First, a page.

Written by Steven Hansen
According to Econintersect, the April 2012 pending home sales index released by the National Association of Realtors (NAR) suggests:
- May 2012 existing home sales of 400,000 (see details below);
- It this 400,000 historical correlation is correct, this would be a 3.2% gain year-over-year in May existing home sales, and the 9th month in a row of year-over-year gains
The NAR reported the April pending home sales index down 5.5% month-over-month and up 14.4% year-over-year, while the market was expecting up 0.6% to 2.0% (versus the decline of 5.5% reported).
Econintersect analysis shows the index up 4.2% month-over-month and up 14.7% year-over-year. Overall this pending home data release shows the improvement in the existing home sales market is continuing – and one should ignore the NAR headline month-over-month decline as it is caused by seasonal adjustment methodology and an overly strong data point from the previous month.
From the NAR press release:
Pending home sales retrenched in April following three consecutive monthly gains, but are notably higher than a year ago, according to the National Association of Realtors®.
The Pending Home Sales Index,* a forward-looking indicator based on contract signings, declined 5.5 percent to 95.5 from a downwardly revised 101.1 in March but is 14.4 percent above April 2011 when it was 83.5. The data reflects contracts but not closings.
Lawrence Yun, NAR chief economist, said a one-month setback in light of many months of gains does not change the fundamentally improving housing market conditions. “Home contract activity has been above year-ago levels now for 12 consecutive months. The housing recovery momentum continues,” he said.
Yun notes home sales are staying well above the levels seen from 2008 through 2011. “Housing market activity has clearly broken out at notably higher levels and is on track to see the best performance since 2007,” he said. “All of the major housing market indicators are expected to trend gradually up, but a new federal budget must be passed before the end of the year for the economy to continue to move forward.”
The National Association of Realtors (NAR) pending home sales index offers a window into predicting existing home sales. The actual home sale might appear in the month the contract was signed (cash buyers account for 29% of home sales in April according to the NAR), or in the following two months.
Econintersect evaluates by offsetting the index one month to project existing home sales. Using this index offset one month suggests existing home sales of 420,000 in May 2012 (includes a -19,000 fudge factor for historical error of this methodology in Mays. Note the graph below does not include fudge factors.
Be advised that Econintersect changed the prediction calculators to correspond to the change in the NAR existing home sales benchmark (read about this here). Using this methodology, 430,000 existing home sales were forecast in April 2012 vs the actual reported number of 400,000 (which is subject to further revision).
As shown on the above graphic, existing home sales volumes are overall improving compared to the second half of 2010 which was effected by the first time home buyers stimulus withdrawal.
Keeping things real – home sales volumes are only 65% (based on the revised NAR home sales numbers) of previous levels.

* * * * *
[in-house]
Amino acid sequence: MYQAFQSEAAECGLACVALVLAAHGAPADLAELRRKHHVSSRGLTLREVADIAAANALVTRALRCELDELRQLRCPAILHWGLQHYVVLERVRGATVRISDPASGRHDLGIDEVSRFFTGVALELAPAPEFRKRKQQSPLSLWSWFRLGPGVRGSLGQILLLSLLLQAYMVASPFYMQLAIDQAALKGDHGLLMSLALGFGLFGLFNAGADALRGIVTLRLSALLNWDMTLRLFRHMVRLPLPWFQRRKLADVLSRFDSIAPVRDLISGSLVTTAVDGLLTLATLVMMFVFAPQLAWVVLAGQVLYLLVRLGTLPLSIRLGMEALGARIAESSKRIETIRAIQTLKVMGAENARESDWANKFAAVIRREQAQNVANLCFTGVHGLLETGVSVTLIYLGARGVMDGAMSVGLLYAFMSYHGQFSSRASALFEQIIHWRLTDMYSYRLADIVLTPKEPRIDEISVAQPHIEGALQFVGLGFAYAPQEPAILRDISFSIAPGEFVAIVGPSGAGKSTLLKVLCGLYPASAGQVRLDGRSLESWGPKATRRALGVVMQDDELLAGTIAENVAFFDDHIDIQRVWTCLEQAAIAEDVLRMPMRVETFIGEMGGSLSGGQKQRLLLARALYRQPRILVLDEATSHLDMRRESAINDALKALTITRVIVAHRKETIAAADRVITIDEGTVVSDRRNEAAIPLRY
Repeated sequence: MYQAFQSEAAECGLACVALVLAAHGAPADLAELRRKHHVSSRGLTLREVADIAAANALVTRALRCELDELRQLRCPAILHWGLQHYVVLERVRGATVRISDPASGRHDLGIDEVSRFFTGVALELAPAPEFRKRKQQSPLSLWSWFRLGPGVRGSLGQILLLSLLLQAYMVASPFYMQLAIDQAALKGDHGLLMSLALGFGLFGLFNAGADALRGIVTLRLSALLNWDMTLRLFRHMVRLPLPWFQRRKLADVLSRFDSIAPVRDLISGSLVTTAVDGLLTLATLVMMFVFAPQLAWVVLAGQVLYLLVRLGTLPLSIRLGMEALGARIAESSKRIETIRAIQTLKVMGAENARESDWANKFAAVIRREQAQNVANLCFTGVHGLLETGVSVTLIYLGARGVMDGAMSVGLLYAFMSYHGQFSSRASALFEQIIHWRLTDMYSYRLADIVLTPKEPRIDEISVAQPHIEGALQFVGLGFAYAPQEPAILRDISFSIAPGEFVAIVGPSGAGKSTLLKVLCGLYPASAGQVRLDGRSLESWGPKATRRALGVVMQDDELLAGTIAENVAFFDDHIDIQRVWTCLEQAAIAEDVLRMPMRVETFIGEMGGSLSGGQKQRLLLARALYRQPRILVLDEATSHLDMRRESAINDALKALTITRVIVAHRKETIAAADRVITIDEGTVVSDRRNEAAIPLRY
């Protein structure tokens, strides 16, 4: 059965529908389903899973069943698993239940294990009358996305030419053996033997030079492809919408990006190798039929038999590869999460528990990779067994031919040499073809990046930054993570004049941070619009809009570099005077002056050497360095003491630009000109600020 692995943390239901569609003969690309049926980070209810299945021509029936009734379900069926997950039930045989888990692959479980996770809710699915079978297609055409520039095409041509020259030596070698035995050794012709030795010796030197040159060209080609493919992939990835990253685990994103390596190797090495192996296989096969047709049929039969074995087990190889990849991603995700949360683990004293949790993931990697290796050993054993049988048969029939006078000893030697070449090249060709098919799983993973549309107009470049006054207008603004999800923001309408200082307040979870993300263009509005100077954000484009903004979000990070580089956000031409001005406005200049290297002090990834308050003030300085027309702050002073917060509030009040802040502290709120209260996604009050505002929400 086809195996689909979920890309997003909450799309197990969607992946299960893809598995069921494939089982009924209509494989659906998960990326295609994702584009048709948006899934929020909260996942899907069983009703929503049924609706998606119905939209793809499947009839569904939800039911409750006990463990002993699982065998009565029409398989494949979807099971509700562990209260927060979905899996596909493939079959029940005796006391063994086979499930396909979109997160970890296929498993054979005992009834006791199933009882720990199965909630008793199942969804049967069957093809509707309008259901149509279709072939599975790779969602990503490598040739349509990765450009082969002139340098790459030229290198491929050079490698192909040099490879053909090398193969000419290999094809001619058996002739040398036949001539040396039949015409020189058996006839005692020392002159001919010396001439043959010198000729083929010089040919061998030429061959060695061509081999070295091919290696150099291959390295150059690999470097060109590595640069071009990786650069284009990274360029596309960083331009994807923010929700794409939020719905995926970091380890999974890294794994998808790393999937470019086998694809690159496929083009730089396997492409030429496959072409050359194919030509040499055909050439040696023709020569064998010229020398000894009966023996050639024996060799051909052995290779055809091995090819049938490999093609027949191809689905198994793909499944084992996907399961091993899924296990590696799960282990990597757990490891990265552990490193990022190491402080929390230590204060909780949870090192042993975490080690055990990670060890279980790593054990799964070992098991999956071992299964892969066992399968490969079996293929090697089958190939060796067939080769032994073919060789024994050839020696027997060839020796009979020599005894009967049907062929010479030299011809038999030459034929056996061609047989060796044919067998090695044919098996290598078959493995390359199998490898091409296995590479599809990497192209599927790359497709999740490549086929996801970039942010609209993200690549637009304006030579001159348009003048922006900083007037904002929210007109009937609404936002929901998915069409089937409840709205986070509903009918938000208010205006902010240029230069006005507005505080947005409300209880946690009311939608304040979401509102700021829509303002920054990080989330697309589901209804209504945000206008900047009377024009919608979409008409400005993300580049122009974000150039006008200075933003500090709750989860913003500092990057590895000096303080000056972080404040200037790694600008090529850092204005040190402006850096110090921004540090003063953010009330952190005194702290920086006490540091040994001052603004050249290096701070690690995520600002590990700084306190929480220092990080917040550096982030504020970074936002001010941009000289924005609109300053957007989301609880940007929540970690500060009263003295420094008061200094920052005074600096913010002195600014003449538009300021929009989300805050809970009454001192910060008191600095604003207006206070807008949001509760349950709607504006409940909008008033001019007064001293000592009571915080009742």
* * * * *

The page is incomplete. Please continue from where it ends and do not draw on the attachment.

Caveats on the Use of Pending Home Sales Index
According to the NAR:
NAR’s Pending Home Sales Index (PHSI) is released during the first week of each month. It is designed to be a leading indicator of housing activity.
The index measures housing contract activity. It is based on signed real estate contracts for existing single-family homes, condos and co-ops. A signed contract is not counted as a sale until the transaction closes. Modeling for the PHSI looks at the monthly relationship between existing-home sale contracts and transaction closings over the last four years.
…… When a seller accepts a sales contract on a property, it is recorded into a Multiple Listing Service (MLS) as a “pending home sale.” The majority of pending home sales become home sale transactions, typically one to two months later.
NAR now collects pending home sales data from MLSs and large brokers. Altogether, we receive data from over 100 MLSs & 60 large brokers, giving us a large sample size covering 50% of the EHS sample. This is equal to 20 percent of all transactions.
In other words, Pending Home Sales is an extrapolation of a sample equal to 20% of the whole. Econintersect uses Pending Home Index to forecast future existing home sales.
Econintersect reset the forecasting of existing home sales using the pending home sales index coincident with November 2011 Pending home sales analysis (see here) – as the NAR in November revised the historical existing home sales data.
The Econintersect forecasting methodology is influenced by the speed at which closings occur. When they slow down in a particular period – this method overestimates. The number of cash buyers are speeding up the process (cash buyers analysis here). A quick cash home sale process could begin and end in the same month. On the other hand, contracts for short sales can sometimes take months to close. Interpreting the pending home sales data is complicated by weighing offsetting effects in the current abnormal market.
Please note that Econintersect uses unadjusted data in its analysis.
Econintersect determines the month-over-month change by subtracting the current month’s year-over-year change from the previous month’s year-over-year change. This is the best of the bad options available to determine month-over-month trends – as the preferred methodology would be to use multi-year data (but the New Normal effects and the Great Recession distort historical data).
There is anecdotal evidence that contingencies in home contracts are increasing. How this effects the timing of sale, or causes the sales contract to be cancelled is unknown.